Saginaw Bay & Exploring Frederick Sound

Jun 15, 2018 - National Geographic Quest

After four already exceptionally epic days exploring Alaska’s wild side, it really was quite difficult to wake up this morning and imagine just what this day could bring that might remotely surprise us. Alas, Southeast Alaska continued to deliver. 

Making our way to our anchorage in Saginaw Bay, we had sightings of humpback whales before breakfast. A blue bird day welcomed us to our landing ashore, where adventurous hikers set off for a full morning “bushwack,” exploring through the forest without a trail, while others took advantage of the extreme low tide to marvel at the wonders of life in the intertidal zone. Glass calm waters and a stunning view of the snow-capped mountains beyond National Geographic Quest offered the perfect setting for kayakers and stand up paddle boarders. Meanwhile, our undersea team dived into the clear waters below to document the underwater world. Colorful, cryptic, weird and wonderful – Saginaw Bay proved to be as beautiful below the water as above. 

Soon after lunch, we enjoyed our final water-based activity showdown of the day before lifting anchor. The masses filled out the massive bow of National Geographic Quest to look on, as those daring enough braved the brisk Alaskan waters in a Polar Plunge. It certainly was an entertaining afternoon for plungers and spectators alike, with many of the crew and staff also joining in. 

With glass calm waters and a cloudless sky, we cruised out into Frederick Sound, eager eyes scanning for wildlife. Enjoying more great sightings of humpback whales, Dahl’s porpoise and harbor porpoise, it wasn’t long before our attention was turned to a large group of killer whales. The tall blows and impressive dorsal fins pierced the glassy surface and clear air, as we watched in awe well into our cocktail hour and even dinner. Shaking our heads in disbelief and gratitude, a stunning sunset concluded another incredible day.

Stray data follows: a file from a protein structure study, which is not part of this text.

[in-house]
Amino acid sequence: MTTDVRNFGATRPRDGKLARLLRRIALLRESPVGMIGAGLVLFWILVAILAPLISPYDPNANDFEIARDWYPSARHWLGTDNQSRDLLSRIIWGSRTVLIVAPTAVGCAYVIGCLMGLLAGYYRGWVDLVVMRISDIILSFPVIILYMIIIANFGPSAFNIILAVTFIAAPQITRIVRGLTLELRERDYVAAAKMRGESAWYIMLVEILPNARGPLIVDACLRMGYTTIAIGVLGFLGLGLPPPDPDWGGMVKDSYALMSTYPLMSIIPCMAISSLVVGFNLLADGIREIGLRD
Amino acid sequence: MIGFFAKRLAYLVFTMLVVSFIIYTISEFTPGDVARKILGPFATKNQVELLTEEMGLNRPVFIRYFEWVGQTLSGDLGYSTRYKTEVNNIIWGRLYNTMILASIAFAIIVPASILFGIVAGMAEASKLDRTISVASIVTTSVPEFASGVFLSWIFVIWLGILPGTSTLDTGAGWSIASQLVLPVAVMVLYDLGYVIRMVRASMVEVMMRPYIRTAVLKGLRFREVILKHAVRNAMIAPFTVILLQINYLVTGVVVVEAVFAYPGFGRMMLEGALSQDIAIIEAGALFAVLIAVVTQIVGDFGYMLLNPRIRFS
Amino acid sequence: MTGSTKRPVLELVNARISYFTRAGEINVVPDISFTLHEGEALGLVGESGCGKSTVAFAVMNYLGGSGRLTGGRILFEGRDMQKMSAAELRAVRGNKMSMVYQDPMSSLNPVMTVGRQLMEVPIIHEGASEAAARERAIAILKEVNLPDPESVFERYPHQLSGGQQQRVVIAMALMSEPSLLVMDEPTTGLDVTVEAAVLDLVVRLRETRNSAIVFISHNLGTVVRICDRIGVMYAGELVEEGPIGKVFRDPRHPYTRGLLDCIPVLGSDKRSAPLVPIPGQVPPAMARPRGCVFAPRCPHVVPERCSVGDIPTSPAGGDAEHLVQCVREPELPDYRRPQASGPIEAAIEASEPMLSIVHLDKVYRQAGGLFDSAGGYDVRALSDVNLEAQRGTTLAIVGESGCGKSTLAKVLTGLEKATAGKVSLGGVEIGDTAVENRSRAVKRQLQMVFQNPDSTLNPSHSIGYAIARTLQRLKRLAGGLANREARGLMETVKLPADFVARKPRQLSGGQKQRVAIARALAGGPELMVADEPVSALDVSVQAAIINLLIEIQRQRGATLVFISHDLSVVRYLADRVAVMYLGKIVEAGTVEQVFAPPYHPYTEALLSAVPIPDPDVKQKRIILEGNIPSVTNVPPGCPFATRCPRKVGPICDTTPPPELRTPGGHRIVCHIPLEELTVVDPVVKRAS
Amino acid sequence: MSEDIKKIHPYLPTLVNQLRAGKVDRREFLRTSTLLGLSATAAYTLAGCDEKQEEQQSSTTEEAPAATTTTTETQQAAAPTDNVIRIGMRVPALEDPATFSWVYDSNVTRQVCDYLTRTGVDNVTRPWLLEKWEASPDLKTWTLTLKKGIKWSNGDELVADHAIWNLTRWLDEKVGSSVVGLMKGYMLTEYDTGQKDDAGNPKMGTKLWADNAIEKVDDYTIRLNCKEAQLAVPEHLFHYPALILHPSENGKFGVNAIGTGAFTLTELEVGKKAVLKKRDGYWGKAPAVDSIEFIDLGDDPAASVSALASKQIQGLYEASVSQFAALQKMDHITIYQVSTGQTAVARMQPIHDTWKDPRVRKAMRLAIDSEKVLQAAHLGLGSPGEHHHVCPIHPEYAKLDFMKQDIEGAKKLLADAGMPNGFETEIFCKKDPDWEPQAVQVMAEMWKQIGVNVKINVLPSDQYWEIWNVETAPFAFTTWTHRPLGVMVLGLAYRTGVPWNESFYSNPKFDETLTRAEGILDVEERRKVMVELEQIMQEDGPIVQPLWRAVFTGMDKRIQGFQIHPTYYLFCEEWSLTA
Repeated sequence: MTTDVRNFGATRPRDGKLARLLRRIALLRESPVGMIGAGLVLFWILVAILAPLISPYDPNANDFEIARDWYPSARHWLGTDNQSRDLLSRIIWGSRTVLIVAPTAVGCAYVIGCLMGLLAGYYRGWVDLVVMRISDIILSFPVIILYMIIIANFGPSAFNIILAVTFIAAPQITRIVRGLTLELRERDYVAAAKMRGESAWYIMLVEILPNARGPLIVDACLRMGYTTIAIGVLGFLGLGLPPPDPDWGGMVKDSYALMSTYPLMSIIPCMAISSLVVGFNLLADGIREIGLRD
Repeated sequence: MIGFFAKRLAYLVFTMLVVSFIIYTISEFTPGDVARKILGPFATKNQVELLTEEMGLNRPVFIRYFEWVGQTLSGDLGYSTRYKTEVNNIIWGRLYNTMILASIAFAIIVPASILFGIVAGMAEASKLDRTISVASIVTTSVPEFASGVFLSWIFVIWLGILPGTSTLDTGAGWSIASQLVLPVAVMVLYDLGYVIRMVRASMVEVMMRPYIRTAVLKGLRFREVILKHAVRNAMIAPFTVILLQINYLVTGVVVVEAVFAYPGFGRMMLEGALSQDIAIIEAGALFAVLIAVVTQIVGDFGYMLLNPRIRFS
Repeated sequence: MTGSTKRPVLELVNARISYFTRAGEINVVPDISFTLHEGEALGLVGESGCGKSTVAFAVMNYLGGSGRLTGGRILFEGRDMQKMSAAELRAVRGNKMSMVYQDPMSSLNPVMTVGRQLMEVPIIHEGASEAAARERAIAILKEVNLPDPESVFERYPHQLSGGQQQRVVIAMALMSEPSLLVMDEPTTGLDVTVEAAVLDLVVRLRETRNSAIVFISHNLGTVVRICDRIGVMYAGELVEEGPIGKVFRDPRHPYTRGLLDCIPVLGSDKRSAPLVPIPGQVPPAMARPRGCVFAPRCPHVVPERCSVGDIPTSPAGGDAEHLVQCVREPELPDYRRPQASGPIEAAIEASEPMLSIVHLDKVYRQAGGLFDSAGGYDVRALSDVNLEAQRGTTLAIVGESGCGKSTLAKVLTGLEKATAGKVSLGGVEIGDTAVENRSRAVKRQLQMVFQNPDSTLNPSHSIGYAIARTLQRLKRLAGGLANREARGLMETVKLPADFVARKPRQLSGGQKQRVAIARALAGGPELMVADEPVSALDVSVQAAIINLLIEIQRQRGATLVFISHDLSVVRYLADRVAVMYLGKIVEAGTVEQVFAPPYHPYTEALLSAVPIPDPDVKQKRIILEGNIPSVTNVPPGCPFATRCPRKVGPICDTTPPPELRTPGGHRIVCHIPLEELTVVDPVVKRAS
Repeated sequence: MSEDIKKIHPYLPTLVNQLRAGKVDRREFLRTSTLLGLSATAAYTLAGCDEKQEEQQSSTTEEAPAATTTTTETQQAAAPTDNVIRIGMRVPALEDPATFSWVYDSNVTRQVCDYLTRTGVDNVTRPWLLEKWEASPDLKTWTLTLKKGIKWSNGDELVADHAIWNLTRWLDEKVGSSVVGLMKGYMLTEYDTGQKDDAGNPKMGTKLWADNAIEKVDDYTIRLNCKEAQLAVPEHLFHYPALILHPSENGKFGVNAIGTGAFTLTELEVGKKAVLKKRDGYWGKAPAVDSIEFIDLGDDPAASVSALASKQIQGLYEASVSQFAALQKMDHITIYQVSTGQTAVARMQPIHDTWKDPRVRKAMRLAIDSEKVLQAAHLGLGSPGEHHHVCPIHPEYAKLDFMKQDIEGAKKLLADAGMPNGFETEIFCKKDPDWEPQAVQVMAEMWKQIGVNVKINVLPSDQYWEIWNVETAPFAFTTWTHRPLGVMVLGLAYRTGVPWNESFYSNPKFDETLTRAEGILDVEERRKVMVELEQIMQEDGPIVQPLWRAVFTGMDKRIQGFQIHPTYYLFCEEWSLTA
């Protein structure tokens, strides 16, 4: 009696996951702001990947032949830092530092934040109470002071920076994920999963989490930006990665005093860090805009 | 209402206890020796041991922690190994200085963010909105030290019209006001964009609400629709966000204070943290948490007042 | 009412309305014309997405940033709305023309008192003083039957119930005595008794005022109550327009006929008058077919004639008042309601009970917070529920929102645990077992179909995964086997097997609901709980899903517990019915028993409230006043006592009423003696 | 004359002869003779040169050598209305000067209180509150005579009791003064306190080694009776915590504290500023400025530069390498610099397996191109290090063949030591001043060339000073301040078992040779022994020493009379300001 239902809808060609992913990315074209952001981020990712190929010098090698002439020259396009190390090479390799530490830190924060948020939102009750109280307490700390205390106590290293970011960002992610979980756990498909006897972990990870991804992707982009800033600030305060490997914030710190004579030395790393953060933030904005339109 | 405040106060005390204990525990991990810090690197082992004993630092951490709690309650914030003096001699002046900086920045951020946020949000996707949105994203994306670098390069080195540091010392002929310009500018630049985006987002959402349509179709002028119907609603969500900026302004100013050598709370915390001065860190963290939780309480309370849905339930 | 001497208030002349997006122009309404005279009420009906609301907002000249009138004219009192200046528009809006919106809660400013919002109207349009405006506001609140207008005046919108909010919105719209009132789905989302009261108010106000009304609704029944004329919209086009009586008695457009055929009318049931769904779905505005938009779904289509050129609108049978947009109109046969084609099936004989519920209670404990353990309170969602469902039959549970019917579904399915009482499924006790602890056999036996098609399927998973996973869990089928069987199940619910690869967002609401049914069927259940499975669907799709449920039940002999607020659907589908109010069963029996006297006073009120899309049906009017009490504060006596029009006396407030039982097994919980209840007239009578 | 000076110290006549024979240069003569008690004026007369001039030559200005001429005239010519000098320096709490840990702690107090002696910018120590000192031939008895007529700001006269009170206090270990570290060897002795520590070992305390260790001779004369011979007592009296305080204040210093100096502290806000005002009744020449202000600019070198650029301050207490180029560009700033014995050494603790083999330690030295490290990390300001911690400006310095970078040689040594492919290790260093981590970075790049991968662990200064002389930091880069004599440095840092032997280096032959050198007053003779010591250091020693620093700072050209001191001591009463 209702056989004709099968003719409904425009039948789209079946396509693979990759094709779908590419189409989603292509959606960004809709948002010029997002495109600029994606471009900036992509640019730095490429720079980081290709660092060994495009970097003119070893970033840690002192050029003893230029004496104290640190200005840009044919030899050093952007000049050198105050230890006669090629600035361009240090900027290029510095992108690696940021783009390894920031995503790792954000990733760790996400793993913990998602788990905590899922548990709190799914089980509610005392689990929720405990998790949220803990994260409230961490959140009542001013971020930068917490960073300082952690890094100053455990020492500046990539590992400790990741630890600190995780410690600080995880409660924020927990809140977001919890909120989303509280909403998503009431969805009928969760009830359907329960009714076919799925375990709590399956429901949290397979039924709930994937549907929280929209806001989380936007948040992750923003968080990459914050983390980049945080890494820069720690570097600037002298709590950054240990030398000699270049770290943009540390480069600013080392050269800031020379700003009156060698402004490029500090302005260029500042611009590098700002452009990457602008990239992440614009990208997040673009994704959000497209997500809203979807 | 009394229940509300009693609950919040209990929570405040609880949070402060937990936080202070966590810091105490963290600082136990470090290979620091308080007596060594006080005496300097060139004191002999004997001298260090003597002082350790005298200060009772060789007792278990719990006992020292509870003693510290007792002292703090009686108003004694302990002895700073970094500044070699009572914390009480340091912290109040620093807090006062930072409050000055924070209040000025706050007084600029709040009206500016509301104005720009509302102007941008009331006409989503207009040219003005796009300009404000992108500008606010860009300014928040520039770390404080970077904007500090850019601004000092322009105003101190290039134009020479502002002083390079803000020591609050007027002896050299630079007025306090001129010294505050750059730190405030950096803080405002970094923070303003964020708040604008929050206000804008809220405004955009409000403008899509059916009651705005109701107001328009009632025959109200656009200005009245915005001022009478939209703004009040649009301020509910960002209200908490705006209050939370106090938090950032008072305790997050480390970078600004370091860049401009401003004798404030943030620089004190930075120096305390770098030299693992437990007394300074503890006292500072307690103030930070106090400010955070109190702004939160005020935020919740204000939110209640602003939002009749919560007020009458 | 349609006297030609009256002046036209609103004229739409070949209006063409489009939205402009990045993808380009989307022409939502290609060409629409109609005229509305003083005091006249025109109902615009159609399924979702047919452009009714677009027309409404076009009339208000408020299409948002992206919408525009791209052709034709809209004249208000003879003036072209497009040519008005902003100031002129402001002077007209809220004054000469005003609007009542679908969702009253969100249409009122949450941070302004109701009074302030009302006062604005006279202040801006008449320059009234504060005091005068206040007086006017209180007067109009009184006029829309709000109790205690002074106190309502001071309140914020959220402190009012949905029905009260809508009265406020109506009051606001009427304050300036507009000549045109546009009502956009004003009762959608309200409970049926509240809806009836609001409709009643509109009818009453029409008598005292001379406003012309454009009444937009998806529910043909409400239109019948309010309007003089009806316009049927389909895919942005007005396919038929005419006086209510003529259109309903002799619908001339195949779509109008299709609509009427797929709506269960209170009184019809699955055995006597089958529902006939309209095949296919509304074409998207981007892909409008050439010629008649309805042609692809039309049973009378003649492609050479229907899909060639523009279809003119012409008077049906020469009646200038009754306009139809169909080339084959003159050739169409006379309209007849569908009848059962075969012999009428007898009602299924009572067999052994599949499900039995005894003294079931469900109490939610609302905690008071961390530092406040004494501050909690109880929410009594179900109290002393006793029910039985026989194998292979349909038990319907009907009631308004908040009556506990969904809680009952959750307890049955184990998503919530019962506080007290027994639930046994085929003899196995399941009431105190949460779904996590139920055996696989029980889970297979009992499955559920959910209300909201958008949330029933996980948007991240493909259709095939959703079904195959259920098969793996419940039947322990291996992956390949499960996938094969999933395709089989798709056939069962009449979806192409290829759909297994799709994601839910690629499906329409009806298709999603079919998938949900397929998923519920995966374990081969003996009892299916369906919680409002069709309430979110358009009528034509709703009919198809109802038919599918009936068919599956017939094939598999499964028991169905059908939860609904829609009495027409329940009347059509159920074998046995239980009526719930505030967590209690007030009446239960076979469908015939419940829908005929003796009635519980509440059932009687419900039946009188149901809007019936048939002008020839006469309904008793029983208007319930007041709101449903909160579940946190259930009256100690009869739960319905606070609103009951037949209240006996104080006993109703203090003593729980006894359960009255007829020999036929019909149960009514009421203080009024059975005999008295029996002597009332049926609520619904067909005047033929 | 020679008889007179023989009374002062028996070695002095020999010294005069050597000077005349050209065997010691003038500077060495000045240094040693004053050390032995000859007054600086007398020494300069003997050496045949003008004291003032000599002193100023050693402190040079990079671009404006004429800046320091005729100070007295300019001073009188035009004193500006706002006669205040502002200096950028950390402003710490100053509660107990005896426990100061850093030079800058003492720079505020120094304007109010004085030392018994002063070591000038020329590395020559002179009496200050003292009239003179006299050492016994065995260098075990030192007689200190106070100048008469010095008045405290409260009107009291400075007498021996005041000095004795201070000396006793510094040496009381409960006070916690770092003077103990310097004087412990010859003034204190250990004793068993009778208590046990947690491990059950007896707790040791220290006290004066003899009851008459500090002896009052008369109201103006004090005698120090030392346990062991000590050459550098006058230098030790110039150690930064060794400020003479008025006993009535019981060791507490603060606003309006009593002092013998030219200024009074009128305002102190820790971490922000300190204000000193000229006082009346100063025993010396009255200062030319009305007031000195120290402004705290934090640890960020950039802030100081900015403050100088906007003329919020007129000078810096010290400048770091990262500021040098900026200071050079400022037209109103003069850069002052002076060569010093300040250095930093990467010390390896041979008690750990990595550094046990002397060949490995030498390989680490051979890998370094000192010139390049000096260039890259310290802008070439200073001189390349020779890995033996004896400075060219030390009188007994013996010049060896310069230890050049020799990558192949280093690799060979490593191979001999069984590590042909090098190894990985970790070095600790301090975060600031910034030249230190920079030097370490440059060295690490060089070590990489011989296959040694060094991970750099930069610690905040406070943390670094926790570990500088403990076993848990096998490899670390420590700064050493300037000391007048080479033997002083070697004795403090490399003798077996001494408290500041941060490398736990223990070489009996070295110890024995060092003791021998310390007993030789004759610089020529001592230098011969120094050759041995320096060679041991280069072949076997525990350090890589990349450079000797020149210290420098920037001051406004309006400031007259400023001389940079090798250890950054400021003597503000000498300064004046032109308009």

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About the Author

Maya Santangelo

Naturalist/Expedition Diver

Maya was born and raised in Southern California, where her curiosity for the natural world was encouraged from an early age. Relocating to Sydney, Australia with her family at 11 years old, she learned to scuba dive, eventually becoming a PADI Instructor. Her fascination for the underwater world undoubtedly fueled her interest to study marine biology at James Cook University. Working as a professional guide in some of the world’s top dive destinations, including Palau and Mexico’s Guadalupe Island and Revillagigedo Archipelago, Maya realized a passion for sharing her love for the ocean with others, and the value of citizen science in the dive industry.

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